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A Note from the Issue Editor: Mark A. Hinueber, Esq.

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database. In the past, different departments at the state bar had to maintain their own duplicate files on members within each department’s area of activity: Admissions, Discipline, Client Security Fund and Lawyer Referral, for example. Now, only one entry is required to update a member’s information and that update is automatically applied to all departments. We have expanded online and podcast CLE. Our own video-conferencing equipment and teleconferencing bridge saves time and travel costs. We are evolving toward paperless files, which save time and storage costs and create better-preserved records. Even the Board of Governors has done away with its board book, which used to contain hundreds of pages for each meeting. The book has been replaced by delivery of electronic files via the internet, which board members view on their laptops during our meetings. One major cost/benefit issue facing the bar involves our Las Vegas office. The state bar purchased our office building at 600 East Charleston in 1997. At that time, the bar had 5,886 members and 27 employees. Now it has 10,584 members and 44 employees statewide. We have been gradually increasing staffing in the Northern Nevada Bar Center (9456 Double R Blvd. in Reno) and now have five employees based there. This relieves some of the crowding in Las Vegas. However, we have run out of room in our 10,440 square foot office. To efficiently accommodate staffing, hearings, meetings and CLE programs, the state bar requires more configurable square footage for various purposes. With a larger facility we would realize significant reduction in fees and expenses incurred when we rent space off-site for CLEs and bar exams; we would also see more functional space for discipline hearings and committee meetings. Our facilities committee is exploring options for consideration by the Board of Governors. My sincere thanks go out to all of you who have worked so hard in furtherance of the important work of the State Bar of Nevada over the past 12 months. I also greatly appreciate the input I received from members throughout the year. Serving as your president has been truly an honor and a pleasure.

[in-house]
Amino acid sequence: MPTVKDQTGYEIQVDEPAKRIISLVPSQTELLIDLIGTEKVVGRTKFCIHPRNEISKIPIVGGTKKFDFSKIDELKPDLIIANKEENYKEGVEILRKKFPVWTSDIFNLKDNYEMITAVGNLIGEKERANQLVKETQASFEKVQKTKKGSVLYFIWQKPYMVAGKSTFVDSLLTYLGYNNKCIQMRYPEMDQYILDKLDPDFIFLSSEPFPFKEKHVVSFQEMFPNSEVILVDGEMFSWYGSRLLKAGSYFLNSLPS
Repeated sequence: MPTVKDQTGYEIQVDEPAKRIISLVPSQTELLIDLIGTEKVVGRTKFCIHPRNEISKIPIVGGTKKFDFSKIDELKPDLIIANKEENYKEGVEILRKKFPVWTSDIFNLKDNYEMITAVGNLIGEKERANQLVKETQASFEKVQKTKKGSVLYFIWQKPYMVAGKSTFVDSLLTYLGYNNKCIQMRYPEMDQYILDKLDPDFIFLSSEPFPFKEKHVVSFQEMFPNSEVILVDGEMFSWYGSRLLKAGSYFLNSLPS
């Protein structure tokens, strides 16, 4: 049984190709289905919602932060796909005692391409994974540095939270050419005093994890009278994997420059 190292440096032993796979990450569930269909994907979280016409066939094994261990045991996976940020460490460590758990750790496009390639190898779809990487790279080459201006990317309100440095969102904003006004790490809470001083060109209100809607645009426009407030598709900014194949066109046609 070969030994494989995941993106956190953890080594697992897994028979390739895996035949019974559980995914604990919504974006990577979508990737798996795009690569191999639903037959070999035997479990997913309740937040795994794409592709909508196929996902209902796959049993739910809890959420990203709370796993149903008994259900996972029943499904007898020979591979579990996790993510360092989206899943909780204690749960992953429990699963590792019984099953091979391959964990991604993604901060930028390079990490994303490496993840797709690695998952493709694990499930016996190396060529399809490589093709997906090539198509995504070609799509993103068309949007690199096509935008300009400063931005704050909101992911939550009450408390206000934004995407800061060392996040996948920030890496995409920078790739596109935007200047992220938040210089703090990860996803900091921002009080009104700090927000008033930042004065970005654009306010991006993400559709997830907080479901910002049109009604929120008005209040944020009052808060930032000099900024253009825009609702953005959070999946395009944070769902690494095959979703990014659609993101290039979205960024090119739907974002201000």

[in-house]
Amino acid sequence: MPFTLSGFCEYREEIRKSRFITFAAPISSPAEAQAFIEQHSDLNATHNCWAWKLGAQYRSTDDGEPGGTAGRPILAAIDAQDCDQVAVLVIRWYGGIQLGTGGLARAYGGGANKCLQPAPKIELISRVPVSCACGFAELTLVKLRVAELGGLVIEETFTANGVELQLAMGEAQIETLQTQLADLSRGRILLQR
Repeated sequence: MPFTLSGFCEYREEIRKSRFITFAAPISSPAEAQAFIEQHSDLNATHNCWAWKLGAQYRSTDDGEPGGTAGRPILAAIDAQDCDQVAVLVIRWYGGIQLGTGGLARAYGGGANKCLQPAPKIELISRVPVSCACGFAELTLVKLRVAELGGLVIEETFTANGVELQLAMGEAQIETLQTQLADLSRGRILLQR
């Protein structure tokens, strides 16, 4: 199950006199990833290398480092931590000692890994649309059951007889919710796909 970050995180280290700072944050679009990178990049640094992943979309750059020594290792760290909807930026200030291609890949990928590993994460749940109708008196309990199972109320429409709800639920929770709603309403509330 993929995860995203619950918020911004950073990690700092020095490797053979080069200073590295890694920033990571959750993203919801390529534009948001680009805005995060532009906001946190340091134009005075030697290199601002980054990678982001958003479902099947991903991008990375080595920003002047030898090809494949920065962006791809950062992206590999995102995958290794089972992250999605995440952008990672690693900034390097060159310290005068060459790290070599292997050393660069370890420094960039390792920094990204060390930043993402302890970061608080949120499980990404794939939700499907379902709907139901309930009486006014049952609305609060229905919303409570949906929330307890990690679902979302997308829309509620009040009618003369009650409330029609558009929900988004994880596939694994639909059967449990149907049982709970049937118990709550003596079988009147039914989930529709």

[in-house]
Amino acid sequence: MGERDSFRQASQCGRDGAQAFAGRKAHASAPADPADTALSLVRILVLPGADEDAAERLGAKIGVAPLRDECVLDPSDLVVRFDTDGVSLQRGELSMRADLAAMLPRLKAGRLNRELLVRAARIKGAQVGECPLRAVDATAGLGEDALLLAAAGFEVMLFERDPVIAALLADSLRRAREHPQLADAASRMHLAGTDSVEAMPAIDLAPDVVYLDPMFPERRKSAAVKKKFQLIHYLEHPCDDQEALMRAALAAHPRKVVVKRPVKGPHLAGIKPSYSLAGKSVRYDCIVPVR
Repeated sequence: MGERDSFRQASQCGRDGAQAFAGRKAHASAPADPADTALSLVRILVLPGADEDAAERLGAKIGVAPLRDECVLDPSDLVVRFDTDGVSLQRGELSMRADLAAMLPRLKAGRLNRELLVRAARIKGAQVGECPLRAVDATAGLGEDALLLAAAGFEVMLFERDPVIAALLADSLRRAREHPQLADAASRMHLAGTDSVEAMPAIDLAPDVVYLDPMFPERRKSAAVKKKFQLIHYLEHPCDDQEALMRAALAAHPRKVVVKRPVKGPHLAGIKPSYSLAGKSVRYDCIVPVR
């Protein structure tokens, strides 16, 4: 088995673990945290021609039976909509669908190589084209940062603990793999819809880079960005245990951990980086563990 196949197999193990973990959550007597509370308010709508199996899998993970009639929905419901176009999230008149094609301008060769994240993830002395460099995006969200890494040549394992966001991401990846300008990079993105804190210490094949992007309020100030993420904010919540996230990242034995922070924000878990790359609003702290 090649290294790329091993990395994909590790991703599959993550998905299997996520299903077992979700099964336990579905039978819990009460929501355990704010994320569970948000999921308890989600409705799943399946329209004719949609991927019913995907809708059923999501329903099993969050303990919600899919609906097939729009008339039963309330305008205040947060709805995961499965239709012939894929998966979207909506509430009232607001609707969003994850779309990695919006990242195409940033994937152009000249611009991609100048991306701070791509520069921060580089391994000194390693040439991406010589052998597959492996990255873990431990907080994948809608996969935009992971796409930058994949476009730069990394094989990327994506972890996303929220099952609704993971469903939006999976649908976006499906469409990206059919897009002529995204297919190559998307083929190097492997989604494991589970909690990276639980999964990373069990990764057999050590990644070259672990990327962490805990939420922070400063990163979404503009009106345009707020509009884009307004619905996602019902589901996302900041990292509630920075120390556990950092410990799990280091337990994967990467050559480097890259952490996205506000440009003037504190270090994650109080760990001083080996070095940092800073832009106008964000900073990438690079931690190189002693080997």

A Note From the Issue Editor
BY MARK A. HINUEBER, ESQ.
Whether as an employer, employee, partner or associate, every Nevada lawyer is touched in some way by the issue of health care. As the populations of the United States and Nevada age, and medical technology makes significant leaps forward, all lawyers face challenging health care questions, both personally and on behalf of their clients. Added to that is the ongoing debate at the national level over the new 2,400-page health care reform legislation known as the Patient Protection and Affordable Care Act (PPACA). The act, if upheld in the courts, will fundamentally affect nearly every health care issue in the United States. This issue was conceived with the idea of helping Nevada lawyers better understand some of the issues and rapidly approaching deadlines in PPACA. In Rick Roskelley and David Keene’s insightful article on PPACA, some of the key provisions in the new law and the timelines for implementation are laid out. In another article, Mark Hutchison gives readers a behind-the-scenes look at the challenges facing PPACA, including a lawsuit in which Hutchison is representing the State of Nevada as it challenges the individual mandate provisions of PPACA. Erin Flynn presents a detailed look at the Genetic Information Nondiscrimination Act, also known as GINA. The new act, which protects against discrimination by insurers and employees based on an individual’s genetic information, is a direct response to medical advances. The law is designed to prevent genetic discrimination against potential employees as a result of new screening technologies. And, while he used more than 140 characters, John Zimmerman’s Back Story on Tweets is a must-read for lawyers who use social media or think they may do so in the future. Mark Hinueber is Vice President and General Counsel of Stephens Media, LLC, publisher of the Las Vegas Review-Journal and other Nevada newspapers.
June 2011
Nevada Lawyer
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